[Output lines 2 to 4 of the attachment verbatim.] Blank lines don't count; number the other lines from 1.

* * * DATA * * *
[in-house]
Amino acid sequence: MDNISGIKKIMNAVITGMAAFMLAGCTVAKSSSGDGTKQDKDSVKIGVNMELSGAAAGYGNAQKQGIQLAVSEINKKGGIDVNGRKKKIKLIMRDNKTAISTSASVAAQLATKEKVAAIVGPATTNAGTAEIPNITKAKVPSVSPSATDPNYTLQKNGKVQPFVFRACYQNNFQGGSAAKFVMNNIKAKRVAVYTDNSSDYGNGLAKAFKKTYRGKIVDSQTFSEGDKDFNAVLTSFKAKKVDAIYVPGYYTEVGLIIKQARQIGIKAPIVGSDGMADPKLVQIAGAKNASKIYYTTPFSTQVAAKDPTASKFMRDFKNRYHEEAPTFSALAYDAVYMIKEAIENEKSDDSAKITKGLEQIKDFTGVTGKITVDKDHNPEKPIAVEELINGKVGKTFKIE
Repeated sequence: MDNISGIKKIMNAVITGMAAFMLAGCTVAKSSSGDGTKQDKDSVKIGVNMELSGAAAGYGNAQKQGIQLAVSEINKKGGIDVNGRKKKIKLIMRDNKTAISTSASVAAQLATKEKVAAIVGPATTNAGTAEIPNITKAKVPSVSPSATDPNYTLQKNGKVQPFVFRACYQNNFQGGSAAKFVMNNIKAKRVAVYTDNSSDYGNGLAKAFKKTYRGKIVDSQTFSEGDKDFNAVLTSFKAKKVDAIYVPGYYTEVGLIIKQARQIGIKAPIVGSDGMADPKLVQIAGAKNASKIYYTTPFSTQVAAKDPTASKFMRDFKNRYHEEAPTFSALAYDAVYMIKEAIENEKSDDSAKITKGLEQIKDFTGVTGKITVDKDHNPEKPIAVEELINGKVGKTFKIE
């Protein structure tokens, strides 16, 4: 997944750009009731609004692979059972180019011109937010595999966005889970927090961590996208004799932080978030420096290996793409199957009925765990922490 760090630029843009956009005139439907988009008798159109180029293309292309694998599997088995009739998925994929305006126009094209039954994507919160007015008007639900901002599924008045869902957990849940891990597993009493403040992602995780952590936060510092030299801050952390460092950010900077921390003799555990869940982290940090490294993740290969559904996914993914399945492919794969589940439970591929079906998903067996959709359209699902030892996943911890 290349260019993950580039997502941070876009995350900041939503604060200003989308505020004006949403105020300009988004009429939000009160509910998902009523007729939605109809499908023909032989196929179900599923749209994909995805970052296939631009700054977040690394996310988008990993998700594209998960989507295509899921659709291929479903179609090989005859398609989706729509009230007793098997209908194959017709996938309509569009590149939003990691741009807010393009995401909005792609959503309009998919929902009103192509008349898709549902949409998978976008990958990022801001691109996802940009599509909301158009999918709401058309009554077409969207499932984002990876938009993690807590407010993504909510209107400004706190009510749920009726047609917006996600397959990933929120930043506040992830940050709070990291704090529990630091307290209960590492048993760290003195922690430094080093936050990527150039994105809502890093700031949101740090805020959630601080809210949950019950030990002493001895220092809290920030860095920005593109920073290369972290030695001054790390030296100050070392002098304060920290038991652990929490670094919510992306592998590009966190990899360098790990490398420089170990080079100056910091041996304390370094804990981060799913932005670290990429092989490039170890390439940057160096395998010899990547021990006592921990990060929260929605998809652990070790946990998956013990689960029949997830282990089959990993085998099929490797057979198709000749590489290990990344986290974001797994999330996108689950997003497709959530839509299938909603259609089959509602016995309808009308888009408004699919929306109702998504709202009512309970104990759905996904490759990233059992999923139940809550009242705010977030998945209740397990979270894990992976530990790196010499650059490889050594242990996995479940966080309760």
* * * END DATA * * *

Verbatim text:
Amino acid sequence: MDNISGIKKIMNAVITGMAAFMLAGCTVAKSSSGDGTKQDKDSVKIGVNMELSGAAAGYGNAQKQGIQLAVSEINKKGGIDVNGRKKKIKLIMRDNKTAISTSASVAAQLATKEKVAAIVGPATTNAGTAEIPNITKAKVPSVSPSATDPNYTLQKNGKVQPFVFRACYQNNFQGGSAAKFVMNNIKAKRVAVYTDNSSDYGNGLAKAFKKTYRGKIVDSQTFSEGDKDFNAVLTSFKAKKVDAIYVPGYYTEVGLIIKQARQIGIKAPIVGSDGMADPKLVQIAGAKNASKIYYTTPFSTQVAAKDPTASKFMRDFKNRYHEEAPTFSALAYDAVYMIKEAIENEKSDDSAKITKGLEQIKDFTGVTGKITVDKDHNPEKPIAVEELINGKVGKTFKIE
Repeated sequence: MDNISGIKKIMNAVITGMAAFMLAGCTVAKSSSGDGTKQDKDSVKIGVNMELSGAAAGYGNAQKQGIQLAVSEINKKGGIDVNGRKKKIKLIMRDNKTAISTSASVAAQLATKEKVAAIVGPATTNAGTAEIPNITKAKVPSVSPSATDPNYTLQKNGKVQPFVFRACYQNNFQGGSAAKFVMNNIKAKRVAVYTDNSSDYGNGLAKAFKKTYRGKIVDSQTFSEGDKDFNAVLTSFKAKKVDAIYVPGYYTEVGLIIKQARQIGIKAPIVGSDGMADPKLVQIAGAKNASKIYYTTPFSTQVAAKDPTASKFMRDFKNRYHEEAPTFSALAYDAVYMIKEAIENEKSDDSAKITKGLEQIKDFTGVTGKITVDKDHNPEKPIAVEELINGKVGKTFKIE
């Protein structure tokens, strides 16, 4: 997944750009009731609004692979059972180019011109937010595999966005889970927090961590996208004799932080978030420096290996793409199957009925765990922490 760090630029843009956009005139439907988009008798159109180029293309292309694998599997088995009739998925994929305006126009094209039954994507919160007015008007639900901002599924008045869902957990849940891990597993009493403040992602995780952590936060510092030299801050952390460092950010900077921390003799555990869940982290940090490294993740290969559904996914993914399945492919794969589940439970591929079906998903067996959709359209699902030892996943911890 290349260019993950580039997502941070876009995350900041939503604060200003989308505020004006949403105020300009988004009429939000009160509910998902009523007729939605109809499908023909032989196929179900599923749209994909995805970052296939631009700054977040690394996310988008990993998700594209998960989507295509899921659709291929479903179609090989005859398609989706729509009230007793098997209908194959017709996938309509569009590149939003990691741009807010393009995401909005792609959503309009998919929902009103192509008349898709549902949409998978976008990958990022801001691109996802940009599509909301158009999918709401058309009554077409969207499932984002990876938009993690807590407010993504909510209107400004706190009510749920009726047609917006996600397959990933929120930043506040992830940050709070990291704090529990630091307290209960590492048993760290003195922690430094080093936050990527150039994105809502890093700031949101740090805020959630601080809210949950019950030990002493001895220092809290920030860095920005593109920073290369972290030695001054790390030296100050070392002098304060920290038991652990929490670094919510992306592998590009966190990899360098790990490398420089170990080079100056910091041996304390370094804990981060799913932005670290990429092989490039170890390439940057160096395998010899990547021990006592921990990060929260929605998809652990070790946990998956013990689960029949997830282990089959990993085998099929490797057979198709000749590489290990990344986290974001797994999330996108689950997003497709959530839509299938909603259609089959509602016995309808009308888009408004699919929306109702998504709202009512309970104990759905996904490759990233059992999923139940809550009242705010977030998945209740397990979270894990992976530990790196010499650059490889050594242990996995479940966080309760």